A new survey of 2,000 UK drivers reveals the top ten reasons why car buyers won’t be buying an electric car.
Cost is the number one reason stopping drivers (69%), followed by the scarcity of electric charging points (57%), which is a particular sticking point for 68% of over 55s, compared to 44% of under 55s.
The Opinium survey, commissioned by InsuretheGap, a leading provider of GAP (Guaranteed Asset Protection) insurance, finds the third reason is range anxiety (54%), i.e., the fear of running out of charge on a journey, with over 55s again the most concerned about this (67%), compared to 40% of under 55s.
Half of drivers say the charging of electric cars takes too long, and almost half (49%) worry about the lifespan of the car battery, while 43% say they do not want to wait around in public places, like motorway service stations, for an electric car to charge.
Over four in ten drivers (42%) say crucially that they have no way to charge an electric car at home.
Distrust at the government possibly changing its view on the benefits of electric cars, as it did with diesel cars, affects 38% of drivers when considering buying an electric car.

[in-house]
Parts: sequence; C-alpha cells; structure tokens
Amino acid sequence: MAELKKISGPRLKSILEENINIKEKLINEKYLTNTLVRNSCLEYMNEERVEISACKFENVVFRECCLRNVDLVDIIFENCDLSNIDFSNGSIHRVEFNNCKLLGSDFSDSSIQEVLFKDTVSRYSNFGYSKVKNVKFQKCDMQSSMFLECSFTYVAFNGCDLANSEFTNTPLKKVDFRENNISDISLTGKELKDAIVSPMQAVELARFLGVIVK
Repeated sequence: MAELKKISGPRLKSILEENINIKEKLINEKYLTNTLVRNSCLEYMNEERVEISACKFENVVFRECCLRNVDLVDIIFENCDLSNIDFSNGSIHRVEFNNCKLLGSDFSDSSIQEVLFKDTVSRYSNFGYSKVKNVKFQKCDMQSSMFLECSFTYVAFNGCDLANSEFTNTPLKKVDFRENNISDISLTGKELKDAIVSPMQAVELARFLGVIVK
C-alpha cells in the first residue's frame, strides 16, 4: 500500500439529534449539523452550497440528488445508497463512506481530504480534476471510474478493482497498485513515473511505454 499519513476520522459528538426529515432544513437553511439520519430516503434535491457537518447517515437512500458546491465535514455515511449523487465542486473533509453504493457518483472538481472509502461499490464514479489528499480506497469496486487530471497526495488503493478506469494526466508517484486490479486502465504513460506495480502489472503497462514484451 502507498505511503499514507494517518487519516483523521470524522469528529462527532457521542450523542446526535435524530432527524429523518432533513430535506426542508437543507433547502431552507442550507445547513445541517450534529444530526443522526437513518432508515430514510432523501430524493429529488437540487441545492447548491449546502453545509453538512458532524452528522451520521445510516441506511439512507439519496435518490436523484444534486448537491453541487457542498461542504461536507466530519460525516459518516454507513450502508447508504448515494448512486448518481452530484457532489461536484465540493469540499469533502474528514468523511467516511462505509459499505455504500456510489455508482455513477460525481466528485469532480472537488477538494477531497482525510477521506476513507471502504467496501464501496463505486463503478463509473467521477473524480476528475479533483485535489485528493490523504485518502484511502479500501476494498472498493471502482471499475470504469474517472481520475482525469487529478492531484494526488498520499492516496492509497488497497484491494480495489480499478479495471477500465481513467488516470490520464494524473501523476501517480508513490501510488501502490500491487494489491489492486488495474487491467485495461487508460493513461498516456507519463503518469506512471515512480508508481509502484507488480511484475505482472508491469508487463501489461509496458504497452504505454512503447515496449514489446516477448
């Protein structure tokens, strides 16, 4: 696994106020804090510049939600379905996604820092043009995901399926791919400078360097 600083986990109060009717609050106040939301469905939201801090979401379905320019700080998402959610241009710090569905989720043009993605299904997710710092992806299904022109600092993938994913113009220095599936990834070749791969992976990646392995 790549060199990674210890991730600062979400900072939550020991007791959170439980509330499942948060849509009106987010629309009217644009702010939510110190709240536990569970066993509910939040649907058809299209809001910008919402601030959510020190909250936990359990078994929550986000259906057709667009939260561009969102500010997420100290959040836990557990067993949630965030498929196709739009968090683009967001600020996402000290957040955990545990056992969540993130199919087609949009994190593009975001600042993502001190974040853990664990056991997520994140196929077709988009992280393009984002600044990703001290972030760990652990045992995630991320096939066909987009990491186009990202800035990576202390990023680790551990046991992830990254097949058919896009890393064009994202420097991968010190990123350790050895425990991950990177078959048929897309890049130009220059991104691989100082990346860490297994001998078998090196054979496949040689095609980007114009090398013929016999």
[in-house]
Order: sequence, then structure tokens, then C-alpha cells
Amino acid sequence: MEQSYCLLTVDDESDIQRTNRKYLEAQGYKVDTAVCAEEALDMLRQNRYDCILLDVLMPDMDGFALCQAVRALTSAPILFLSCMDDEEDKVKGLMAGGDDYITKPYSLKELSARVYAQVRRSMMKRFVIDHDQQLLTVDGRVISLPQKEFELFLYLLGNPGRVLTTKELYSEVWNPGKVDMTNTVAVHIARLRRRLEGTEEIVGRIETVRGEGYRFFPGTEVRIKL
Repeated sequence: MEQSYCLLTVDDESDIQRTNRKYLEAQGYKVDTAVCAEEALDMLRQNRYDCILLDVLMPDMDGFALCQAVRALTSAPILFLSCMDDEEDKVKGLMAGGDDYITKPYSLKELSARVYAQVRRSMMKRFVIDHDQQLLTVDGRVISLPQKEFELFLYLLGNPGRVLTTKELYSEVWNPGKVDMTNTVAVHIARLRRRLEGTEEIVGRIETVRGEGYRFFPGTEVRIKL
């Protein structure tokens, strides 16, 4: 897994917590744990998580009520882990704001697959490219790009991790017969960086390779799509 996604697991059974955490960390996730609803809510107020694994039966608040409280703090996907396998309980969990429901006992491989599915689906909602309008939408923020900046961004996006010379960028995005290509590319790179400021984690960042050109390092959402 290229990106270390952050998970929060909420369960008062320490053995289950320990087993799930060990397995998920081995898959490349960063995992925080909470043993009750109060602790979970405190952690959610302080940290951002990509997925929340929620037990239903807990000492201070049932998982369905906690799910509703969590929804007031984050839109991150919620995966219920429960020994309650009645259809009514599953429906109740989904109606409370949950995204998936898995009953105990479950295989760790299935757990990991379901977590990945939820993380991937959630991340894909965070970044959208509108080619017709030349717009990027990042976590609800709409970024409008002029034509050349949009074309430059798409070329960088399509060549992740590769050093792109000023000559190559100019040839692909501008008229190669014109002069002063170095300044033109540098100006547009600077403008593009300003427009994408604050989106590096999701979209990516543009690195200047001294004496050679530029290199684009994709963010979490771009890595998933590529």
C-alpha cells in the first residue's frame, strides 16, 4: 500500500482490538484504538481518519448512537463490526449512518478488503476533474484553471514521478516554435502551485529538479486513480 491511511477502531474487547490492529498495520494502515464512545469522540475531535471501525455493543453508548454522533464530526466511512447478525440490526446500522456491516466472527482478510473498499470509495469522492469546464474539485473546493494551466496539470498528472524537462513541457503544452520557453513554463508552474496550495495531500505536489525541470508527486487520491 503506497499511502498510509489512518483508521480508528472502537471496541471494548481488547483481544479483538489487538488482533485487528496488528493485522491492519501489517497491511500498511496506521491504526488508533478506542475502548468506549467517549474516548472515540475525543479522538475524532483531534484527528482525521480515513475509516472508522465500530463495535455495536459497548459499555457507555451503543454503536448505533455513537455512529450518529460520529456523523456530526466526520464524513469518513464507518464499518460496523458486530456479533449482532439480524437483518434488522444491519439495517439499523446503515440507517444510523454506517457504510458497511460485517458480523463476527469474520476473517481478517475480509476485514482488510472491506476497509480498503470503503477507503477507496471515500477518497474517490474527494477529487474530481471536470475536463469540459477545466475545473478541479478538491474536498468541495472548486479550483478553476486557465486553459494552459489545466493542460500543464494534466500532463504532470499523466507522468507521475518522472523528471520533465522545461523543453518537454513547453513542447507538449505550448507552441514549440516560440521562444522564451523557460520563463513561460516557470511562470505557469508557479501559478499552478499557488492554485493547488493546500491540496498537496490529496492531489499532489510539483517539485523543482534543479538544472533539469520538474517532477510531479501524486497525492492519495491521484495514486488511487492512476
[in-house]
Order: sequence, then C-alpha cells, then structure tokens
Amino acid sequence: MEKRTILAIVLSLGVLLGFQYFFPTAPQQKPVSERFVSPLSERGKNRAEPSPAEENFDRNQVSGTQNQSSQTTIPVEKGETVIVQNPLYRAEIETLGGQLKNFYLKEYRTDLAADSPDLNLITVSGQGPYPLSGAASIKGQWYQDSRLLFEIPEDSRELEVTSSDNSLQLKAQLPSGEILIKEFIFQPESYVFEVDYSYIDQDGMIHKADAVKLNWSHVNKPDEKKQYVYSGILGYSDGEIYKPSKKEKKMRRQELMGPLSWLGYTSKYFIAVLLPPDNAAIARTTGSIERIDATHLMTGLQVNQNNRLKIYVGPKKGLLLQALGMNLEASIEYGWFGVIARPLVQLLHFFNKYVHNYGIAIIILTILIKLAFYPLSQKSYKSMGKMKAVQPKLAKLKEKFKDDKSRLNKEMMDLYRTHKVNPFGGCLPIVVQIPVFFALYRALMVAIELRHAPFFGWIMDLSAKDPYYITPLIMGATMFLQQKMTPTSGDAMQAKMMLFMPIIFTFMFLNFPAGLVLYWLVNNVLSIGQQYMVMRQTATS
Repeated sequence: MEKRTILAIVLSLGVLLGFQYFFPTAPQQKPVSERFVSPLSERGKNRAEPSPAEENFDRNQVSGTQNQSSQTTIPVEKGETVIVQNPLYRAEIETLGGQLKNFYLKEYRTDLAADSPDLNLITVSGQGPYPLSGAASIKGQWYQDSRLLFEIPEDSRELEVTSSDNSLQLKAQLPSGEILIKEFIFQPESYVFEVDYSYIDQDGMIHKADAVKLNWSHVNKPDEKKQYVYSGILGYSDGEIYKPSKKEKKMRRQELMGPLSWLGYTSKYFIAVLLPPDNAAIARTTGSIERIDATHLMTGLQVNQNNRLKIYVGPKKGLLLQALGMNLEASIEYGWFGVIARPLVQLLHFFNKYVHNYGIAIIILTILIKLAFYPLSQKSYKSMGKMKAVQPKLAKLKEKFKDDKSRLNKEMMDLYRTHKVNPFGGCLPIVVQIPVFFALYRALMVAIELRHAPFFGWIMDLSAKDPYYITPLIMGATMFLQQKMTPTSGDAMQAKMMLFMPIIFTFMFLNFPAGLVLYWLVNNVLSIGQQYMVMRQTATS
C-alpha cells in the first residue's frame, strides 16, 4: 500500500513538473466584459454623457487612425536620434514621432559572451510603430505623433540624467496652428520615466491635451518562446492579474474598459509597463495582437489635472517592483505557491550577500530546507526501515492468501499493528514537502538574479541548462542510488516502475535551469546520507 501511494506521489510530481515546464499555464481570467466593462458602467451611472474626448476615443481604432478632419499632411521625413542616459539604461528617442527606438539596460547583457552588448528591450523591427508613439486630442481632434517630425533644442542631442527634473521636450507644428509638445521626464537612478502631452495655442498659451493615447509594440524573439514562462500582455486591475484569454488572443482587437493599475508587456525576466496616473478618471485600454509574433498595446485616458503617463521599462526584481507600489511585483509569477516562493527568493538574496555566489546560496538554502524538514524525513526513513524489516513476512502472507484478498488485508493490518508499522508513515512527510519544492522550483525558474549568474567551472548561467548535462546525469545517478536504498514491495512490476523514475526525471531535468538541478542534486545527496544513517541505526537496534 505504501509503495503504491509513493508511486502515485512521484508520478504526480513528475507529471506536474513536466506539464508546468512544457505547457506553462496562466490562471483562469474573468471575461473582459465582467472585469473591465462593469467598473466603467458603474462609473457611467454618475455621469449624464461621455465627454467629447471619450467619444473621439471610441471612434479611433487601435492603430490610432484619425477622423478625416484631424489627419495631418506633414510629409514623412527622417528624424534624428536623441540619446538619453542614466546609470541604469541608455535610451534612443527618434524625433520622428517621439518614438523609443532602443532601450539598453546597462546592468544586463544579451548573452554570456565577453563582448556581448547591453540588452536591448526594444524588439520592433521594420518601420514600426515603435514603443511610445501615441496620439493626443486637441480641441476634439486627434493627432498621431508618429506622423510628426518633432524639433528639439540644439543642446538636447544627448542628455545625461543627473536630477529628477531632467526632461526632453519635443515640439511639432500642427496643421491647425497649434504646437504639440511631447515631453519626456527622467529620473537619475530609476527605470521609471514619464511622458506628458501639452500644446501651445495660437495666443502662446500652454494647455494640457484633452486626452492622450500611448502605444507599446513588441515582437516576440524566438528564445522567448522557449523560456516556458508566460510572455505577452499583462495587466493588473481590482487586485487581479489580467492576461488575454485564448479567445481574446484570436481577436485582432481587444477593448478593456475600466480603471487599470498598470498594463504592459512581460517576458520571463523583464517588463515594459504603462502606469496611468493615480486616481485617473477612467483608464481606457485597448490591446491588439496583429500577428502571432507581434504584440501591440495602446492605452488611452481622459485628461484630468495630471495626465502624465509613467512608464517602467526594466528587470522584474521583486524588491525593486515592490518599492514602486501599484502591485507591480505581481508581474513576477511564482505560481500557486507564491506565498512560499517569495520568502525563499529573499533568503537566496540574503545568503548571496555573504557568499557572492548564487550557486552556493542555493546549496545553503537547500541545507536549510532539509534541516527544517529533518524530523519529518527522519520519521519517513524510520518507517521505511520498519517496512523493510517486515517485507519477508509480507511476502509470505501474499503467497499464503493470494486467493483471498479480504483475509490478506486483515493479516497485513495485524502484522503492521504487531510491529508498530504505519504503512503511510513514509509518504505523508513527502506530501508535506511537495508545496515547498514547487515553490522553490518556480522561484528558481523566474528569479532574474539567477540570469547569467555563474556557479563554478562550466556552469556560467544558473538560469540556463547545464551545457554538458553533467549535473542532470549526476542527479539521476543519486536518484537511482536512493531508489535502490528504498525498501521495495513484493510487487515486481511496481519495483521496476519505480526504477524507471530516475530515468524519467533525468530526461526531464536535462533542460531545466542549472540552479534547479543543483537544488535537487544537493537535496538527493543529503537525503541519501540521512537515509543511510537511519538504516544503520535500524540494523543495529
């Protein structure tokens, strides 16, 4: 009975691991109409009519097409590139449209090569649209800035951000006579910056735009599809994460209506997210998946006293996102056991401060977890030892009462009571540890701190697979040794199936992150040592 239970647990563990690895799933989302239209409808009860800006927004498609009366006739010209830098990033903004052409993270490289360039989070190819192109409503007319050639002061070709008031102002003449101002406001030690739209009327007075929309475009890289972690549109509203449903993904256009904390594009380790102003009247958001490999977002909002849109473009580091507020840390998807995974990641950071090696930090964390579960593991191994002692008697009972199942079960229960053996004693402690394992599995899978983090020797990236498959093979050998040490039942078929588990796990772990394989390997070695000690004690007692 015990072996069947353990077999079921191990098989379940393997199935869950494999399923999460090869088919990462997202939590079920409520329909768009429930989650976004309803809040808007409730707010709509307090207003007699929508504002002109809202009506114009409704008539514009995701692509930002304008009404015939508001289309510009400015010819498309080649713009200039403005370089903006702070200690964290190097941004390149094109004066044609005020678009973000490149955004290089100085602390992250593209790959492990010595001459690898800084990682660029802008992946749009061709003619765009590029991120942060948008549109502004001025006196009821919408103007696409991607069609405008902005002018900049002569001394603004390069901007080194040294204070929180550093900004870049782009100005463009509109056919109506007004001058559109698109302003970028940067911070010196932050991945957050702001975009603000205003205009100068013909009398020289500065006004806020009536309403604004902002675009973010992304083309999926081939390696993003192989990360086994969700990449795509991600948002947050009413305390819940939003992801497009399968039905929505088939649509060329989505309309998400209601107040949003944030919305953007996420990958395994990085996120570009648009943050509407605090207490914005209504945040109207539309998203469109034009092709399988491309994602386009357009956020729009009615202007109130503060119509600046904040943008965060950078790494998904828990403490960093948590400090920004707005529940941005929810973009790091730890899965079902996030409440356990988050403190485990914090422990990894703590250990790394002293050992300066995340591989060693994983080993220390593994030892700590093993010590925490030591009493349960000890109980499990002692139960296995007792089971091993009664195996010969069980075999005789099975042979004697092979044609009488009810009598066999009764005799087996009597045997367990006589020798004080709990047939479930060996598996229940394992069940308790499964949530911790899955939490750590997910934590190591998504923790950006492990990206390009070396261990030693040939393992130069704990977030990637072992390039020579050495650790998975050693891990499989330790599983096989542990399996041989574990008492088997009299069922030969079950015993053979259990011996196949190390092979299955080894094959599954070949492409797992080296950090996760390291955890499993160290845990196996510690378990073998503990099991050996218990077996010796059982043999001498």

Over a third (35%) say high running costs would stop them from buying an electric car (30% men and 40% women), and a fifth (22%) also worry about how environmentally-friendly electric cars really are, rising to 28% of over 55s, compared to 15% of under 55s.
Ben Wooltorton from InsuretheGap said, “Despite the lower running costs of electric cars, drivers continue to be put off switching to them due to their relatively higher purchase prices, and it seems likely that this may well be the case for the foreseeable future with inflation at such high levels as well as recent surges in the cost of energy creating uncertainty over the actual running costs of electric vehicles.
“However, the government’s announcement in August 2022 of a £20 million pilot programme to install over 1,000 new rapid on-street chargers and ‘petrol-station-style’ charging hubs is a step in the right direction for motorists keen to switch to electric, particularly as it’s part of a wider £450 million scheme of investment.
“In addition, the government’s support for household energy bills will make home charging a more predictable cost.”